Friday, December 15, 2006

Preparations for 2007 Elections are Underway

With the passage and implementation of the Help America Vote Act (HAVA) the landscape of elections in the United States have changed significantly. Overwhelming acceptance and success with the electronic voting equipment during the 2006 Utah elections has allowed some election officials to breathe a sigh of relief, but the costs and procedural nuances of pulling-off a successful, fully electronic election for the 2007 municipal elections could prove problematic for many cities in Utah.

Significant cost increases, technical complexity, and statutory ambiguity are weighing heavily on many city recorders and election experts in Utah as the preparations begin for the 2007 election cycle. The Utah League of Cities and Towns and members of the Utah Municipal Clerks Associations have conducted a series of meetings with the Lieutenant Governor and several counties over the last few weeks to address many of these issues and will recommend a series of statutory changes to the Lieutenant Governor (Utah’s chief election officer) and the Municipal Policy Committee for the Utah League of Cities and Towns.

The ULCT and the Municipal Clerks have identified the following issues that will require legislative action during the 2007 legislative session in order for the cities and towns to adequately conduct a successful election.

Changes in the Municipal Election Primary Date: Due to recent statutory changes which require 14 days of early voting in both primary and general elections, we felt it necessary to extend the time period between the municipal primary and the municipal general election. Currently, there is approximately one month between the primary and general election, leaving little time to conduct early voting and address any election issues that may arise during a primary election. We will be suggesting a change in the municipal primary to allow approximately two months between the primary and general to ensure that any primary election challenges that may occur can be adequately addressed prior to the general election.

Greater Consolidation of Voting Precincts: Due to the cost associated with using the electronic equipment, we felt that greater consolidation of voting precincts would help manage the cost associated with the deployment of voting equipment. The current state statute only allows 1st and 2nd class cities to consolidate up to two precincts when conducting elections. The law does, however, allow smaller jurisdictions to consolidate as many precincts as practicable. We will be recommending that 1st and 2nd class cities be allowed to consolidate up to four precincts when conducting municipal elections as a cost management strategy.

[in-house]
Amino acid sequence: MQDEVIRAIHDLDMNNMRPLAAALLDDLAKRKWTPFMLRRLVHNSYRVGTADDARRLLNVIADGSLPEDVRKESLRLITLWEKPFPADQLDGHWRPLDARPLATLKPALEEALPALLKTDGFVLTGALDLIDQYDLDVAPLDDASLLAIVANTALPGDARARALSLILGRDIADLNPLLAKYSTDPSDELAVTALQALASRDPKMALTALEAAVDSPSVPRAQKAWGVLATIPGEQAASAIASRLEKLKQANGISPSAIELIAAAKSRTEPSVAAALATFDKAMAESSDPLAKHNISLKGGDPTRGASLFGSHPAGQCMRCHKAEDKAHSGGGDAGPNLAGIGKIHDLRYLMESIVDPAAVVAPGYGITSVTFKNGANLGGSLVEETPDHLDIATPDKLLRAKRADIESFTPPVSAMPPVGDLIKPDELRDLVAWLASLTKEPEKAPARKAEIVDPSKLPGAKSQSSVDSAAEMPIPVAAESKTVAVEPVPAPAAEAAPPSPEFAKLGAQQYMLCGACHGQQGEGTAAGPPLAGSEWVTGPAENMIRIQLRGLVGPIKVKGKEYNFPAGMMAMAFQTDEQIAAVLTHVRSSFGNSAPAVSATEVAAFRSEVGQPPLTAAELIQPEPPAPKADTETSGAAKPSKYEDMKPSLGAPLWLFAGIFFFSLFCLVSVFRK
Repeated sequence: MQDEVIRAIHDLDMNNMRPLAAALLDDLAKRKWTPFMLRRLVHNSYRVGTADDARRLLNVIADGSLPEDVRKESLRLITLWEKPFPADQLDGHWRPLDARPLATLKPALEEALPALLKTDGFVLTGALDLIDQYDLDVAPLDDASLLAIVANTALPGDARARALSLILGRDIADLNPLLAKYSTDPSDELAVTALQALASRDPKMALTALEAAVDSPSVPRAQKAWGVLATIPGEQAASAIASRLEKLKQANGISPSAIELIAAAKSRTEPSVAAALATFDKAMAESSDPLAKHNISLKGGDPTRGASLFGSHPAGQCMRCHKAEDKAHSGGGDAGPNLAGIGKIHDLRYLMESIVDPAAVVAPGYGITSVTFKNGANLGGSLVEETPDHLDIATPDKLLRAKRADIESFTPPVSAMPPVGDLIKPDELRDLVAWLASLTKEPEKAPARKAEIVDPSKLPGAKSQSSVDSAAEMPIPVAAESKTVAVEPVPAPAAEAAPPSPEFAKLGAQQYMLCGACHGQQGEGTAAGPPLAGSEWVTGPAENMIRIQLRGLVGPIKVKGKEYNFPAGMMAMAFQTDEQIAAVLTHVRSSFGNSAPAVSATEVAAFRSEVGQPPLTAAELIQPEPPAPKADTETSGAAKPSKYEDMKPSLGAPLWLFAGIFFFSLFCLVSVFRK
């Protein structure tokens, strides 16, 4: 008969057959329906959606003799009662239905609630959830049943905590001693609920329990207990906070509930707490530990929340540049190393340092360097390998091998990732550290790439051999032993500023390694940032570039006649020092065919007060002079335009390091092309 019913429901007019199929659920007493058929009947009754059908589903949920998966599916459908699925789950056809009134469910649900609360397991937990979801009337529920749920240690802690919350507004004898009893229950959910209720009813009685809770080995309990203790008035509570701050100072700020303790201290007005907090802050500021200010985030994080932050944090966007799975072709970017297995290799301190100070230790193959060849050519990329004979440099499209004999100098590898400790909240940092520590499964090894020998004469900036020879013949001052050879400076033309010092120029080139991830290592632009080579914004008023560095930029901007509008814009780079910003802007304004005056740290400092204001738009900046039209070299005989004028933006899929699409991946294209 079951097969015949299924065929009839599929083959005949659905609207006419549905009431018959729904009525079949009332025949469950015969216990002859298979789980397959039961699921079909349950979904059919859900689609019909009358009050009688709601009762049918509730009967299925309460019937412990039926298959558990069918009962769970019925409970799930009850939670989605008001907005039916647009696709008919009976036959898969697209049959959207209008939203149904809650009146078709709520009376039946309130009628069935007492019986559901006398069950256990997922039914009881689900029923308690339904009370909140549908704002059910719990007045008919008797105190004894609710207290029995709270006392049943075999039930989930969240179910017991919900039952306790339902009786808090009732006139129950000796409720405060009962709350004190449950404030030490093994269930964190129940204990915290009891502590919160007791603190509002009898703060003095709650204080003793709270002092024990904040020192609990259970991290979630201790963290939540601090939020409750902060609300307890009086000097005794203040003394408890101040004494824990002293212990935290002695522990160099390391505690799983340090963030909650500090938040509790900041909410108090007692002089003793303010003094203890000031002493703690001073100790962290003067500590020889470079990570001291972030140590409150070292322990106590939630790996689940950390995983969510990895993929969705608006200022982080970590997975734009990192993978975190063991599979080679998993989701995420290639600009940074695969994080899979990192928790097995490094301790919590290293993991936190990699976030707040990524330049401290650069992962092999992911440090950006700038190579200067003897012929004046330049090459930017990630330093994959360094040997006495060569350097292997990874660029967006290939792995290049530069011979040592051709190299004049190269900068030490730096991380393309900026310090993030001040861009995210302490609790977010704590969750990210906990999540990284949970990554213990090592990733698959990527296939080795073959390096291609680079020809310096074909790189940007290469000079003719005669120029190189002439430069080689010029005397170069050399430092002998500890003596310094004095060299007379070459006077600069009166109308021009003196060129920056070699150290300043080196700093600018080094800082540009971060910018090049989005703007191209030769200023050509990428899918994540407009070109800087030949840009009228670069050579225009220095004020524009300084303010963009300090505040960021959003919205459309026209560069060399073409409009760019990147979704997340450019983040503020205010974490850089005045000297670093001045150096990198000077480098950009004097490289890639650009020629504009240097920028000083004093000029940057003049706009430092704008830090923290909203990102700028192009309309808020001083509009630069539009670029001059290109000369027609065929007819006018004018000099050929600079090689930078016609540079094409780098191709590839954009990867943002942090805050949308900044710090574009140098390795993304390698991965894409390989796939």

Clarify that Electronic Voting Equipment is not required during municipal elections: There are several portions of the current statute which leave some ambiguity as to whether electronic voting equipment is required when conducting municipal elections. We will be making a suggestion that several technical “clean-up” changes be made to Title 20A of the Utah State Code to ensure that there is no requirement that cities use the electronic voting equipment. We would like to ensure that optical scan balloting and paper balloting are still viable options for those communities that wish to use them. We are assuming that many jurisdictions will use the electronic equipment, but want to maintain flexibility on this issue, again as a cost containment issue.

Changes to Early Voting: Finally, we will be recommending that changes be made to the interpretation of the statute governing early voting to ensure that our small jurisdictions are only required to make early voting available during the regular operating hours for there given city or town. Currently the statute says that early voting must be made available for at least 4 hours a day during “normal business hours” for the two weeks preceding the primary and general election. Since the business hours of cities and towns vary widely from jurisdiction to jurisdiction, we would like to clarify that early voting be made available for the two weeks preceding the election, but the time frame for the requirement can be determined by the municipality.

We will be meeting with Lieutenant Governor Herbert next week to go over these recommendations and have already acquired a bill sponsor to address these issues. We will be finalizing the recommendations with our Policy Committee in early January, and will be working with the bill sponsor, Representative Doug Aagard, on these issues during the legislative process.